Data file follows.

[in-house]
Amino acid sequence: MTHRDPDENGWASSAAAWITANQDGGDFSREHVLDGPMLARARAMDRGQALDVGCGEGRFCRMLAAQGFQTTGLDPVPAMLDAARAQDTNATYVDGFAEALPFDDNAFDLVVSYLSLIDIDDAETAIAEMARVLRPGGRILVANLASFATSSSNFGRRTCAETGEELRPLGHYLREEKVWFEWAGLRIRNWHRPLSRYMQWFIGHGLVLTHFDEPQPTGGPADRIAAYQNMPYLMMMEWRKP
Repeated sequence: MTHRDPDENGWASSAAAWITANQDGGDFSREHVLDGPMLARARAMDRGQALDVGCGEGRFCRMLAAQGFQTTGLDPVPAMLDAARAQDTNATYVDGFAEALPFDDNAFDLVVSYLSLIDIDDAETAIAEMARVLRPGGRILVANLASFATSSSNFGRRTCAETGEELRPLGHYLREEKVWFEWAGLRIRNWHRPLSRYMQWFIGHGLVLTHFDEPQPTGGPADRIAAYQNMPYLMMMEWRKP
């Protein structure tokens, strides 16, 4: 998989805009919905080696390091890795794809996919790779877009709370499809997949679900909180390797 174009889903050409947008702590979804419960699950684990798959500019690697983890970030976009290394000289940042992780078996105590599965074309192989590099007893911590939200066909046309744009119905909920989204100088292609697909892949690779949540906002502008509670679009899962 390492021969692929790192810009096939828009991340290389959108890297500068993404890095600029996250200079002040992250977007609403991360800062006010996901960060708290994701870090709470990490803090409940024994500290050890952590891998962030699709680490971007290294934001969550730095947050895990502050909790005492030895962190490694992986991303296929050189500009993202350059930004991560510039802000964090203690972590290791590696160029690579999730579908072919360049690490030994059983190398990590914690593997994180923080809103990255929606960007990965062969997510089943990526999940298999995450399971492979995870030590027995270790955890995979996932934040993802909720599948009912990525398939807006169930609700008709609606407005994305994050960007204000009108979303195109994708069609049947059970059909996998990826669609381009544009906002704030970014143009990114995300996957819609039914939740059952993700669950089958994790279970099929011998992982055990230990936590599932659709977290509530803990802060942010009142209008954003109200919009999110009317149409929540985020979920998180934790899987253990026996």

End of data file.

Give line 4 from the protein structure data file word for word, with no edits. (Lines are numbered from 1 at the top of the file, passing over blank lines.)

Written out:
């Protein structure tokens, strides 16, 4: 998989805009919905080696390091890795794809996919790779877009709370499809997949679900909180390797 174009889903050409947008702590979804419960699950684990798959500019690697983890970030976009290394000289940042992780078996105590599965074309192989590099007893911590939200066909046309744009119905909920989204100088292609697909892949690779949540906002502008509670679009899962 390492021969692929790192810009096939828009991340290389959108890297500068993404890095600029996250200079002040992250977007609403991360800062006010996901960060708290994701870090709470990490803090409940024994500290050890952590891998962030699709680490971007290294934001969550730095947050895990502050909790005492030895962190490694992986991303296929050189500009993202350059930004991560510039802000964090203690972590290791590696160029690579999730579908072919360049690490030994059983190398990590914690593997994180923080809103990255929606960007990965062969997510089943990526999940298999995450399971492979995870030590027995270790955890995979996932934040993802909720599948009912990525398939807006169930609700008709609606407005994305994050960007204000009108979303195109994708069609049947059970059909996998990826669609381009544009906002704030970014143009990114995300996957819609039914939740059952993700669950089958994790279970099929011998992982055990230990936590599932659709977290509530803990802060942010009142209008954003109200919009999110009317149409929540985020979920998180934790899987253990026996």